A Cork-born synthetic biology start-up called Perfect Day Foods has made agritech history by producing the first ever animal-free dairy ice cream, without requiring any animals.
The company, which was born in Cork as part of the SOSV-backed RebelBio accelerator is now based in Berkeley, California. It was originally called Muufri and was founded when Perumal Gandhi and Ryan Pandya applied to take part in the RebelBio life sciences accelerator in Cork in 2014.
Earlier this year Perfect Day Foods raised $34.7m in a major funding round, bringing to $74.7m the total amount of funding the company attracted since starting up.
The animal-free future of food
By designing yeast to produce the same dairy proteins found in milk from a cow, Perfect Day can make the same milk without the cow.
Last week the company launched the first-ever animal-free dairy ice cream without requiring any animals and the limited-release product was sold out within hours.
To make their animal-free ice cream, Perfect Day grew dairy whey protein directly from yeast cells and combined the dairy protein with plant-based fats and sugars.
It is understood that by producing dairy proteins directly from cells, Perfect Day provides a more sustainable and less resource-intensive way to produce the same dairy proteins.
Ultimately, Pandya and Gandhi also aim to reduce the number of animals involved in agriculture and food production.”
A key hurdle Perfect Day will need to overcome will be scalability of production to bring down the currently hefty price tag. The first batch cost $60 for three pints of the frozen dessert.
Late last year Perfect Day took steps to get closer to scaling production by announcing a partnership with food company Archer Daniels Midland, which has considerable expertise in scaling fermentation production.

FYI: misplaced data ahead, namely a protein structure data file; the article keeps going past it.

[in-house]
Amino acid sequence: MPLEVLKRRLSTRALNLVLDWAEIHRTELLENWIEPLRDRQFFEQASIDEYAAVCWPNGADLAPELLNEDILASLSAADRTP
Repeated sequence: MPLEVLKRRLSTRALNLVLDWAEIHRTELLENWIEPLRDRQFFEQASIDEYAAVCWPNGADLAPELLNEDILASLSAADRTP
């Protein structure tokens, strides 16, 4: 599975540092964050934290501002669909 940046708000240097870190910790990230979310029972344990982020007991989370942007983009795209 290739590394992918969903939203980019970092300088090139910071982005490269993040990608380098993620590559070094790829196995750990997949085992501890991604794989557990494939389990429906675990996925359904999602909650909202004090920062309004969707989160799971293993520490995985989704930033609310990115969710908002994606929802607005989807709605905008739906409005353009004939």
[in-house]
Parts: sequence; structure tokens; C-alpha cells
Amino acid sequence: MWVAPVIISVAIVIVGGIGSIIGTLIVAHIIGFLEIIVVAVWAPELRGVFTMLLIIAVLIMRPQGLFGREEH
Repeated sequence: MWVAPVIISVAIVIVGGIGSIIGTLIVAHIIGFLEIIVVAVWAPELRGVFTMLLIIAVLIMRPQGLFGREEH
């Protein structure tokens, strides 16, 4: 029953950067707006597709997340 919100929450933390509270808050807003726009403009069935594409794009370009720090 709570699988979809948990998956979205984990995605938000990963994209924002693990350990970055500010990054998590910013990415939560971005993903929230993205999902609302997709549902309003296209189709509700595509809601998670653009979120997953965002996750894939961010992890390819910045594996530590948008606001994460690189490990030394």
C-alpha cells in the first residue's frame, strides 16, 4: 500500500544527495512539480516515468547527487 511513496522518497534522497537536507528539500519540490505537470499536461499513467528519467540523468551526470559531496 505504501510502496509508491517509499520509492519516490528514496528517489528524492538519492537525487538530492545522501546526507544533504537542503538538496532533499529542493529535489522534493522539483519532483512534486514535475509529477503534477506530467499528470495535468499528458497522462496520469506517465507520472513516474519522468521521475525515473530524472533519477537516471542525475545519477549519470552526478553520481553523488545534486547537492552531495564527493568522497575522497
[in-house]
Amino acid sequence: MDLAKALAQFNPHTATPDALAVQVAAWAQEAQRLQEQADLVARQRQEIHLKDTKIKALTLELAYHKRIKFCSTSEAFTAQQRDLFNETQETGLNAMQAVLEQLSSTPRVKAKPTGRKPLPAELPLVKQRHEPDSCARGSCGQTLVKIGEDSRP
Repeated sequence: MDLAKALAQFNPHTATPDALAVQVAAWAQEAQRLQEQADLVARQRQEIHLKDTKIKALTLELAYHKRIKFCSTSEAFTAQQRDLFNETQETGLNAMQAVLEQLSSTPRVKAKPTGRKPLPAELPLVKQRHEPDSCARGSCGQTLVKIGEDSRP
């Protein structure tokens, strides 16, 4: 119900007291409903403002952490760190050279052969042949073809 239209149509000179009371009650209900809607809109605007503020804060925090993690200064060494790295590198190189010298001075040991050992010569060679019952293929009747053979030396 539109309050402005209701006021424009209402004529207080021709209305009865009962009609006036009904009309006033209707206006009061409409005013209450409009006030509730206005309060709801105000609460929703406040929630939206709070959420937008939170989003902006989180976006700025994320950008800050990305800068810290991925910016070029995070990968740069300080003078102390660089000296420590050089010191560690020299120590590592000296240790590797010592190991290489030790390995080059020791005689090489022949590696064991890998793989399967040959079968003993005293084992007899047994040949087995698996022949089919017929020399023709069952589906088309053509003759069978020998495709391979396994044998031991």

The RebelBio accelerator is one of a number of accelerators run by SOSV, the venture capital firm started by New York native Sean O’Sullivan, including IndieBio in San Francisco and New York, HAX in Shenzhen and San Francisco, Chinaccelerator in Shanghai, MOX in Taipei and Food-X in New York. SOS established the IndieBio accelerator in 2014, becoming one of the earliest venture capital firms to focus on the disruptive field of synbio.
O’Sullivan, whose first company MapInfo grew to become a $200m public company, is a noted tech investor who co-coined the term “cloud computing” and has made successful investments in companies like Netflix and Harmonix, creator of Guitar Hero.
SOSV was formed in 1995 and today has $300m in assets under management and a large network of venture capital firms make follow-on investments of an additional $200m in SOSV start-ups every year.
Another graduate company from RebelBio in Cork, Hyasynth Bio, which genetically engineers yeast to create a range of cannabinoids for therapeutic purposes, last year raised $10m in investment.
Written by John Kennedy (firstname.lastname@example.org)
Published: 13 August 2019